Bleeding Gums: Concerns and Causes

Bleeding gums are a common problem worldwide, and have been one of the most frequent ailments to plague the oral cavity throughout history, even described in Ancient China as early as 2500 BC. There probably isn’t a single person in the world who has not noticed blood between their teeth at least once. Although this may sometimes happen when brushing your teeth or flossing, gums that bleed when you eat, or even “randomly”, can indicate gingivitis, which may have dire consequences.

Bleeding Gums: Concerns and Causes

Healthy gums normally cover the entire root of all your teeth and have a characteristic pink color. Inflamed gums may, in contrast, appear dark pink or red, and are soft, bloated, and increasingly tender. Unfortunately, people often ignore these warning signs, hoping the problem will resolve itself. Hint: It likely won’t, and you need to see a dentist.

What causes gums to bleed?

Teeth and gums are usually prone to bleeding when they are infected. A plaque buildup on the surface of the teeth, as a result of improper oral hygiene, is a common cause. Dental plaque is an organic matter that starts coating the teeth about two hours after brushing, and if not removed, it becomes soft sediment on the surface.

Ignoring the plaque leads to its hardening and discoloration, called tartar. Plaque and tartar act as a barrier, clogging the place where gums and teeth meet. Bacteria will soon start to multiply in this “ideal spot for microorganisms”, triggering an inflammatory response. Swelling and bleeding gums soon follow, and if not treated, it may spread to other structures of the cavity, causing further complications, like the periodontal disease that can cause teeth to loosen and even fall out.

Since plaque acts as a source of infection, the most effective way to prevent these complications is to maintain excellent oral health — meaning you should brush and floss properly.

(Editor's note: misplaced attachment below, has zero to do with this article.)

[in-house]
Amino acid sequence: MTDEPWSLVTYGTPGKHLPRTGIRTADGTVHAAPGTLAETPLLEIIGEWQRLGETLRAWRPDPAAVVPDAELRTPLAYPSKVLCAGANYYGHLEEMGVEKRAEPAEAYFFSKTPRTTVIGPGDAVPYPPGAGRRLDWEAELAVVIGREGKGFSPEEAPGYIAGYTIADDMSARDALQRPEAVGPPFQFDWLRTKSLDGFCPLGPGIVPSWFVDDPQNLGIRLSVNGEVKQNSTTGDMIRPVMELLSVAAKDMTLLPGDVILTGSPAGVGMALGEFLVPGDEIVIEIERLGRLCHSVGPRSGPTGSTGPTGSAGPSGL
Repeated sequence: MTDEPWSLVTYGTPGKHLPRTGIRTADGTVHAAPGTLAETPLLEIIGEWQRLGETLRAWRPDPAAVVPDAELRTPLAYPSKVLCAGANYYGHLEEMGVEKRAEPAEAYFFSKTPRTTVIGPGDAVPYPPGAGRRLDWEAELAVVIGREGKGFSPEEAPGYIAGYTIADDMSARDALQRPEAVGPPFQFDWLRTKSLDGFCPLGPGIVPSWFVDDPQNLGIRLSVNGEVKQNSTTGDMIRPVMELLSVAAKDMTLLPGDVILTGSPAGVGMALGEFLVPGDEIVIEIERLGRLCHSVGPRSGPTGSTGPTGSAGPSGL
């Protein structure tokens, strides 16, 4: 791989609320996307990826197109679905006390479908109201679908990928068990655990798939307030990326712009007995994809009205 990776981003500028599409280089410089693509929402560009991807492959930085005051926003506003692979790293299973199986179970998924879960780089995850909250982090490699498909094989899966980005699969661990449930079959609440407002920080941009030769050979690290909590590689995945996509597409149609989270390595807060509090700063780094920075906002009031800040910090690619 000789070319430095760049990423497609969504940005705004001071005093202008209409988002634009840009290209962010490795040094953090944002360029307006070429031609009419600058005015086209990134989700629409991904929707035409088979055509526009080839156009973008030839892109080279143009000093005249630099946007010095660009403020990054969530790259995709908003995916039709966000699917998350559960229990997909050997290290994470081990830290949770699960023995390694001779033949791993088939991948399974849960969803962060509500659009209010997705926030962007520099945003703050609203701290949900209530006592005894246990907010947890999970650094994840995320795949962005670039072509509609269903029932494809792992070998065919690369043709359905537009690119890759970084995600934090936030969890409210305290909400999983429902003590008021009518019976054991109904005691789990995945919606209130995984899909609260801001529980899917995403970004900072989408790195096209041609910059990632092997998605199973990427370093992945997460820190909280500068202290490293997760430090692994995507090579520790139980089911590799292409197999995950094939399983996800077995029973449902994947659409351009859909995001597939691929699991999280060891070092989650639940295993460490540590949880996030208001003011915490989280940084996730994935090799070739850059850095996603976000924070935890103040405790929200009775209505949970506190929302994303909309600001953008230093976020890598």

However, if the point of no return is reached, your dentist will suggest plaque removal, or even antibiotics if the inflammation of the gums is severe. After this, it’s important to avoid irritating your gums further, so opt to use the super-soft bristle toothbrush your dentist will recommend.

Bleeding gums can be a sign of gum disease or other underlying problems

A number of women suffer from bleeding gums during puberty, PMS, pregnancy, menopause, or even when on contraceptive pills. This hormonal imbalance, characterized by higher production of hormones, leads to more blood flowing through the gums, making them swollen. This type of bleeding usually shouldn’t present an issue, but, along with proper dental care, you’re still advised to check in with your dentist.

Smoking is another often-overlooked risk factor because cigarettes don’t just negatively affect blood vessels in the immune system, smoking may also mask some of the signs of oral infection.

Certain diseases, such as AIDS, leukemia, or even diabetes, may cause increased bleeding. Bleeding gums can also be a side effect of some aggressive medication, like chemotherapy drugs or even OTC drugs such as aspirin, which has blood-thinning properties.

Nutritional deficiencies, a lack of vitamins C and K for instance, are yet another culprit to investigate if you’ve been suffering from bleeding gums. One way in which scurvy, caused by a vitamin C deficiency, manifests, is through bleeding gums and teeth falling out, since vitamin C is essential for the formation of connective tissue.

Gum Bleeding & Diseases

Some of these diseases can pose a serious health hazard that stretches far further than potential tooth loss. Therefore, if your gums are still bleeding after a visit to the dentist, you should talk to your doctor in order to find out what may be wrong.

In conclusion, gingivitis, or inflamed gums, can quickly lead to periodontal disease and tooth loss. Since the best way to prevent bleeding gums is brushing and flossing your teeth regularly and not smoking — steps everyone should be taking, really — preventing gum disease is much easier than curing it.

If there’s an underlying medical reason for your bleeding gum lines, which can’t be treated by a dentist, it is important to talk to your dentist as soon as possible, so that you can tackle not only your bleeding gums but also the culprit that saddled you with them.

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